There’s an underlying assumption in the story that these technologies will not only work, they’ll come to market in the new few years.
This story looks at advances in technology that can analyze human odors and possibly serve as ways to provide earlier or more accurate diagnoses.
There’s an underlying assumption in the story that these technologies will not only work, they’ll come to market in the next few years. This is a common (and unfortunate) framing we’ve seen over the years in other news stories on breath tests. We have no idea if that will really happen. To put things in perspective, the story needed an independent source–with no vested interest in these products getting approved for sale–to comment on the outlook, particularly the importance of overcoming common screening problems, like a high false-positive or false-negative rate.
While it might be true that someday a machine might be able to sense disease through analyzing your odor, the technology is unproven.
And even if it works, then what? We have seen through a number of cancer screening technologies (PSA testing and mammography screening) that a less-than-perfect attempt to find disease early often involves more harm than benefit–diagnosing earlier isn’t always a good thing, it just leads to more treatment with the same outcomes. A better title for this article might have been: “One day a machine may smell whether you’re sick, then what?”
Given that all the sources here have a vested interest in seeing these products come to market, clearly there’s investor excitement–aka “profit potential.” When that’s the case, it’s a good idea to spend some time discussing what these products might cost, especially if they’re not any more precise than current methods, which remains unknown. Healthcare costs in the U.S. are staggering–will these products magnify this problem, or alleviate it?
There is no real discussion of the actual benefits of any of these diagnostic technologies except to say that they are being studied in clinical trials. The closest we get to a discussion of actual benefits is when the article cites a paper in ACS Nano “showing that this artificially intelligent nanoarray could distinguish among 17 different diseases with up to 86 percent accuracy.” Even with over 1,400 participants in that trial we are told “the sample sizes for each disease were quite small. And the machine was better at distinguishing among some diseases than others,” so it is unclear what one is to make of this.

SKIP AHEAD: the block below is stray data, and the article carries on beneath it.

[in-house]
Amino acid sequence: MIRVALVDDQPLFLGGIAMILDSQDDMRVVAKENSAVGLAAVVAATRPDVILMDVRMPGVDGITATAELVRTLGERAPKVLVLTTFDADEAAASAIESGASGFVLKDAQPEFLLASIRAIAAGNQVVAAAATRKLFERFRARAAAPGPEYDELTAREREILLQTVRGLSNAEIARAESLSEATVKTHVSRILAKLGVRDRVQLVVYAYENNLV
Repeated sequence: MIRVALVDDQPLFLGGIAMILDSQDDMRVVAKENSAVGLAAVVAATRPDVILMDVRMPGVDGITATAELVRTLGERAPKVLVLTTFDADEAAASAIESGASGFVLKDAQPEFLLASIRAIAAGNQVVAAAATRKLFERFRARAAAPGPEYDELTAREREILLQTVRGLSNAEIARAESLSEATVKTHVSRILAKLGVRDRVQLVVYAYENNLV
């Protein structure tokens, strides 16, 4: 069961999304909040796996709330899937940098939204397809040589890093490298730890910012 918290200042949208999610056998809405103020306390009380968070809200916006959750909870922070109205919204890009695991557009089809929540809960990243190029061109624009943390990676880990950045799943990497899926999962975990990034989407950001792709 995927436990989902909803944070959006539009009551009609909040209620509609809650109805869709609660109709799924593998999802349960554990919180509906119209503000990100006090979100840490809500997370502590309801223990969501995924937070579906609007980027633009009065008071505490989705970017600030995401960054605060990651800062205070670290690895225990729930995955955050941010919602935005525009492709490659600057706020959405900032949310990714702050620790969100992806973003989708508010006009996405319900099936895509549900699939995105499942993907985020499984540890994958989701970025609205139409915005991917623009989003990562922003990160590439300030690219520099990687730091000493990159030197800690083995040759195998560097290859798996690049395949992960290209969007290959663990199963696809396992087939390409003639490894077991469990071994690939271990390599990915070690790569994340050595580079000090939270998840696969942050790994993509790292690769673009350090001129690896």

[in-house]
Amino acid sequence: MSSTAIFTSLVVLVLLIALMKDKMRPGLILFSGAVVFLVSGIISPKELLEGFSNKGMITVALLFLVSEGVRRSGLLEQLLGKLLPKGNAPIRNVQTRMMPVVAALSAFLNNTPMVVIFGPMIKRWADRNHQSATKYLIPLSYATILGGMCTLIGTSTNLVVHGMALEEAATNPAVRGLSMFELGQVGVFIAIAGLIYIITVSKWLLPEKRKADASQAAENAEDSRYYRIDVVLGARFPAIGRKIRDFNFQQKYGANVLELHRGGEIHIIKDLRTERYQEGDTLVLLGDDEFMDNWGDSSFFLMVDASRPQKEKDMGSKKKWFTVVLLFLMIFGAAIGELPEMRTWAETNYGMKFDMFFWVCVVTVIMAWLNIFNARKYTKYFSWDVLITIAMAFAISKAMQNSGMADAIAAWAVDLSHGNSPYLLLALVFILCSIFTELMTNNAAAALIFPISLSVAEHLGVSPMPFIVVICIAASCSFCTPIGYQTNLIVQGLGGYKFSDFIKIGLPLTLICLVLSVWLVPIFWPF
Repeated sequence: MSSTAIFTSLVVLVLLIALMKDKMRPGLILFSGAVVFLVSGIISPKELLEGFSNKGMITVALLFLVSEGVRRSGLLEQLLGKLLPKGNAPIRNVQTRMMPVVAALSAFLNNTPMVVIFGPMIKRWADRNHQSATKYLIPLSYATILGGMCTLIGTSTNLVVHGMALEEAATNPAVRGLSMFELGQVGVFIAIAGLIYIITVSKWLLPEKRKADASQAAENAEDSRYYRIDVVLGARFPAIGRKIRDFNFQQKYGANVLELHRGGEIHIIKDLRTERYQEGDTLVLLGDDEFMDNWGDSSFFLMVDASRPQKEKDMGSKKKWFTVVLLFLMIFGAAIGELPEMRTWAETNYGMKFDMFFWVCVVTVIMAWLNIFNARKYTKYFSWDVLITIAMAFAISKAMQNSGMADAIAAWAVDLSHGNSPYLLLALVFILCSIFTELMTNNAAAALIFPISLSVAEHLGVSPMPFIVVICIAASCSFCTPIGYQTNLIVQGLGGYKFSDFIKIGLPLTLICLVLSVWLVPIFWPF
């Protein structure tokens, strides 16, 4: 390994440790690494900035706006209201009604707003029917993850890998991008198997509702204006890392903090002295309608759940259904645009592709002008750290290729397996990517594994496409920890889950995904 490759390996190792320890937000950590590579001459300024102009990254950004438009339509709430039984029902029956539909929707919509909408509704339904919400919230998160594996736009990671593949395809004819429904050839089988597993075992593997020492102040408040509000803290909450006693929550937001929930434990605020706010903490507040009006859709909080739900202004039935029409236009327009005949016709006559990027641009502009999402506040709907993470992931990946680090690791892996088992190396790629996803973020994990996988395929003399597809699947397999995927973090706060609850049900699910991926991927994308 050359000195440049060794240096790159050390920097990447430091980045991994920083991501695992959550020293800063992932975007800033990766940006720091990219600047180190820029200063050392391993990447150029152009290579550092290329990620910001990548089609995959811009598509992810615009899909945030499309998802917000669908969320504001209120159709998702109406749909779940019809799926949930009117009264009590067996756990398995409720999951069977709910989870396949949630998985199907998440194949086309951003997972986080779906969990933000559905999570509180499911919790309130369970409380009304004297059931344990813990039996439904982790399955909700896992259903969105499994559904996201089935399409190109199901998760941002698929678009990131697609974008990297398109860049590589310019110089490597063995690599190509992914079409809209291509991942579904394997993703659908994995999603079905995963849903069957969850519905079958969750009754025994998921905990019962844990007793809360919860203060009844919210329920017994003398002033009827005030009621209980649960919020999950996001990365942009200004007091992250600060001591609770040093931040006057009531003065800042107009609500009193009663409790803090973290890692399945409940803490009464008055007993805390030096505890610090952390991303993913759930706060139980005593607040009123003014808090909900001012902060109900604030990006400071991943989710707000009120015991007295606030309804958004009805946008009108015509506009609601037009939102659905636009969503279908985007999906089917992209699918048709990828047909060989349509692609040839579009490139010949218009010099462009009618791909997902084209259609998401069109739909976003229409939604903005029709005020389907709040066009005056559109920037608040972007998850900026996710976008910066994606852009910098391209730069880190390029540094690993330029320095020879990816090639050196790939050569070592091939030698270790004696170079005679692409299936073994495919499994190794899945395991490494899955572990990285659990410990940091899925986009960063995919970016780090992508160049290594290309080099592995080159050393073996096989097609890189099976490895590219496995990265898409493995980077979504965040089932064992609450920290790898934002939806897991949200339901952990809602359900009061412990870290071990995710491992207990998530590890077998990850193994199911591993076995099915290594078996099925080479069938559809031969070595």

We understand that this story is previewing technology before it’s getting rigorously tested, but there’s a lot of assumption being made that it will work–after all, the headline is “One Day, a Machine Will Smell Whether You’re Sick.” The story says researchers are on “the cusp of succeeding.” This could be said about almost any medical technology that’s being tested clinically, and we didn’t see any evidence that it was warranted in this case.
The downsides of medical screening or diagnostic tools were left unmentioned. This is an unfortunate lost opportunity to explain to readers that any diagnostic or screening technology, while potentially lifesaving, could potentially harm as well. What if, for example, it flags someone as sick when they’re not — leading to unnecessary anxiety or treatment? And what if it detects a disease that would never cause the patient symptoms and yet the patient gets treated anyway? What if it misses someone who is sick and provides them with false reassurance?
The story acknowledges that the trials of these technologies have not yet been done, so very little can be said about the quality of the evidence.
There is no obvious disease mongering here and the diseases that the odor sensing technology will look for include some serious forms of cancer (ovarian, lung or colon), However, the story would have been stronger if it had mentioned that early detection doesn’t always guarantee better outcomes–sometimes all it does it ensure a longer period of treatment with the same outcome.
All of the sources have a vested interest in seeing these technologies come to market. Someone without such interests might have provided a helpful brake on the story’s enthusiasm.
There are currently ways to detect colon, lung, breast and ovarian cancers, all with some major benefits and some troublesome harms. If this odor-sensing technology is to succeed, we need to know if it is able to detect early signs of the disease more accurately than current technologies that are in use. The story should have discussed that.
We’re told we’re 3-5 years away from seeing this technology on the street, so that establishes its current (lack of) availability.
But the certainty with which this estimate is passed along by a researcher who’s developing such products should have received more scrutiny. This assumes that current testing will work out as planned. Moreover, three to five years is likely only enough time to show that the detection of cancer may be earlier by using the odor technology, and not the needed outcomes that we discussed above.
5-year predictions in medicine generally have a poor track record.
The story establishes the newness of this technological development, even though, as we are told, the idea of using ones olfactory glands to detect disease has been around for thousands of years of human history.
We could not locate a news release, but there’s enough original reporting that we’re comfortable rating this Satisfactory.